By David Poland firstname.lastname@example.org
It struck me as I thought about the disregard for exhibitors shown by the major distributors this week in their announcement on VOD that it really isn’t personal.
Forget it just being exhibitors and consider the unions as well.
The studios and the corporations that own them think of every piece of the puzzle, human or not, as being something that should be adjusted to serve their every interest and whim. Actors, writers, and directors have a job to do, but the remuneration, unless the individual is powerful enough to demand and receive more, should, in the eyes of these companies, serve their bottom line. There are only two common denominators; ego and money. And money usually wins over ego.
What’s hard, for those of us who believe in fairness and shared responsibility, is that the corporations aren’t really wrong… they are just doing what corporations do. AMPTP couldn’t run roughshod over the talent unions, as they did in the last serious round of contracts, without the unions/guilds submitting (consciously or otherwise). The only leverage the employees really have is themselves and their work… but even with one guild striking, they couldn’t hold it together long enough to get significantly improved contracts. And now, SAG is already a shadow of its former self.
Exhibitors have long seemed to have an inferiority complex, like Canadians often have about America. Inferiority is not an objective truth. These are symbiotic relationships. But roles are quickly set and the distributors’ superiority complex is profound, almost made worse by the awareness that they really do need the theater owners. That’s a step less control than is optimal. This makes ideas like shortened theatrical windows more attractive, even if they don’t make financial sense… because ego makes them think that more control will eventually lead to more money. How many times has that been wrong? (We can start the conversation with the DVD Bubble and the failure to manage it.)
The exhibitors get fawned over in public by the distributors and then, after the doors close, they are treated as though they were just another obstacle to overcome. The movie theater industry in America was really rebuilt in the late 90s, by way of a load of bankruptcies, and allowed for a reconsideration of how films could be distributed. Without that partnership with the exhibitors, we wouldn’t have the massive openings we now have, which in turn, have led to the studios thinking that they can short the theatrical runs and get to the post-theatrical in 6 weeks or less, where the split is more lucrative to them.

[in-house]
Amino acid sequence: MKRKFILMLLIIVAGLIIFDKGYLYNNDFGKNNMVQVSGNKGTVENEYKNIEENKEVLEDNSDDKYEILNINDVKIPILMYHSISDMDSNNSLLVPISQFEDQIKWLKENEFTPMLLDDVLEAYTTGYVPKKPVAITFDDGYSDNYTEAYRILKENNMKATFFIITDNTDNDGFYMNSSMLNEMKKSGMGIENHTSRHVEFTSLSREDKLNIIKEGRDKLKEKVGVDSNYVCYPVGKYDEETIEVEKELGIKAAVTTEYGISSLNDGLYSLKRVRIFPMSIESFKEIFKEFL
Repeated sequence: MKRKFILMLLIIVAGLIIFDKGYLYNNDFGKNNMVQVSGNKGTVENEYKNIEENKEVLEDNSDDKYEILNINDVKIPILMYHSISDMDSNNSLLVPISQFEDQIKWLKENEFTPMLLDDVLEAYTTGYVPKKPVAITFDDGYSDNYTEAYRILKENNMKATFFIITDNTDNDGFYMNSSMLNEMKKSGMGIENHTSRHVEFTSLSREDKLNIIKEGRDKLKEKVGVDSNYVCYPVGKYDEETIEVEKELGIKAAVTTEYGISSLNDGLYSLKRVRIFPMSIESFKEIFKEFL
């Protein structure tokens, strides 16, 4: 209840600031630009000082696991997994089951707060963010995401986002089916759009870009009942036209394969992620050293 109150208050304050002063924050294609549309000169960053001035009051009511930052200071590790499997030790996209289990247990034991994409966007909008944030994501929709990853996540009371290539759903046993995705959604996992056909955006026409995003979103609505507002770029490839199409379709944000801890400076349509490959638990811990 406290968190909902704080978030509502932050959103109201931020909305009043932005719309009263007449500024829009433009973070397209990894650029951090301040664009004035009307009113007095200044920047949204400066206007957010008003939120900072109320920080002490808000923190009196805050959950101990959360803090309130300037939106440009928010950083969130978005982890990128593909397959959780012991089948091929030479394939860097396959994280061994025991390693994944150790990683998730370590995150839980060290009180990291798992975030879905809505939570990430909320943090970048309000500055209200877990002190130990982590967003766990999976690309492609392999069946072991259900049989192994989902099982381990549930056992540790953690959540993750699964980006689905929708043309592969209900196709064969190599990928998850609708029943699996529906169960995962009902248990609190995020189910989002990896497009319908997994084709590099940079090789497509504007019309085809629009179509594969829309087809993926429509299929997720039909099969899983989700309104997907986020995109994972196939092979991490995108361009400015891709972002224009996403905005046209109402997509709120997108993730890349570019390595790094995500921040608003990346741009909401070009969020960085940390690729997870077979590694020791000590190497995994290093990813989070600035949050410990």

But I can’t say that the studios/distributors are The Bad Guys. There is no morality to business, good or bad. There are some people with strong moral ideas and some of them are even enormously successful business people. But the standard for decision making, beyond those exceptions, is not a secret. Maximize in any way that doesn’t, ultimately, minimize due to the force of the maximizing action. Morality is a math problem.
The distributors are dead wrong, in my opinion, about this idea… on a business level before we even discuss the art of cinema. But are they evil? No, not really. Even though WB and Universal are both owned by parents with cable businesses and Fox is owned by a parent with an international satellite business, and Sony sees a big piece of its future as a content conduit via the internet by way of their hardware platforms… they are just trying to maximize their businesses.
This, of course, makes it all harder to respond to naked aggression. Villains make it easier to get the troops excited. Exhibitors can’t actually KNOW that shortened windows will undermine their businesses. It’s just a well-educated guess. While nothing has buried theatrical, every major innovation that makes filmed entertainment more accessible away from theaters has done incremental damage.
And ironically, while Jim Cameron and George Lucas and Jeffrey Katzenberg talk about improving the movie experience with new technology, they are unwittingly playing right into the hands of the studios that want more events and fewer movies. The theory, according to the trio, is that even conventional dramas will be improved by 3D and other improving technologies. But what I hear is the chance for those who want to turn theatrical into an event medium.
For theater owners to be able to change this equation, they will have to be willing to lose some money. Some serious money. Soon. Essentially, it is like a strike situation. Both sides have something to lose… and the repercussions will last longer than the moment.
The Distributors keeps getting to have its cake and eat it too. And as much as I hope it’s not true, I expect it to go that way on this as well. Distributors will give up some short term battles to win the war. The ball may not roll all the way down hill. But we will probably have to wait to for economic forces to change the playing field… which is usually too late.
So whose side do you take? The Good Guys who don’t stick to their guns or The Bad Guys who do? It isn’t as easy a question as it probably should be.